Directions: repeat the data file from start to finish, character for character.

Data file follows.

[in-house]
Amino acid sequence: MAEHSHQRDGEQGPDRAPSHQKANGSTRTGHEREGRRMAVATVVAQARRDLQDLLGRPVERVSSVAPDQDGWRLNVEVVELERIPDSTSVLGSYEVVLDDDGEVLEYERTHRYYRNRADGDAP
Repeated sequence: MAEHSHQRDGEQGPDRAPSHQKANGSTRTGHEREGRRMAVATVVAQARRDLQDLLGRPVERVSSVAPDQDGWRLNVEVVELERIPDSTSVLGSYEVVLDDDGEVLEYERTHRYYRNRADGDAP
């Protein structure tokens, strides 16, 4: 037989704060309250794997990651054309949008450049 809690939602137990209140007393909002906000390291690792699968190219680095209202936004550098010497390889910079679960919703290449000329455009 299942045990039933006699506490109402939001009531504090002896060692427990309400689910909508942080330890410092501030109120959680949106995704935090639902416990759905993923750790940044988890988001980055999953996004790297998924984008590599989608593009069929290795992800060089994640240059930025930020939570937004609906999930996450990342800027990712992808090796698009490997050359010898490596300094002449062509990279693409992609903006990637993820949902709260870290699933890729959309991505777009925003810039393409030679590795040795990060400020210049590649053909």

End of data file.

[in-house]
Amino acid sequence: MAEHSHQRDGEQGPDRAPSHQKANGSTRTGHEREGRRMAVATVVAQARRDLQDLLGRPVERVSSVAPDQDGWRLNVEVVELERIPDSTSVLGSYEVVLDDDGEVLEYERTHRYYRNRADGDAP
Repeated sequence: MAEHSHQRDGEQGPDRAPSHQKANGSTRTGHEREGRRMAVATVVAQARRDLQDLLGRPVERVSSVAPDQDGWRLNVEVVELERIPDSTSVLGSYEVVLDDDGEVLEYERTHRYYRNRADGDAP
């Protein structure tokens, strides 16, 4: 037989704060309250794997990651054309949008450049 809690939602137990209140007393909002906000390291690792699968190219680095209202936004550098010497390889910079679960919703290449000329455009 299942045990039933006699506490109402939001009531504090002896060692427990309400689910909508942080330890410092501030109120959680949106995704935090639902416990759905993923750790940044988890988001980055999953996004790297998924984008590599989608593009069929290795992800060089994640240059930025930020939570937004609906999930996450990342800027990712992808090796698009490997050359010898490596300094002449062509990279693409992609903006990637993820949902709260870290699933890729959309991505777009925003810039393409030679590795040795990060400020210049590649053909």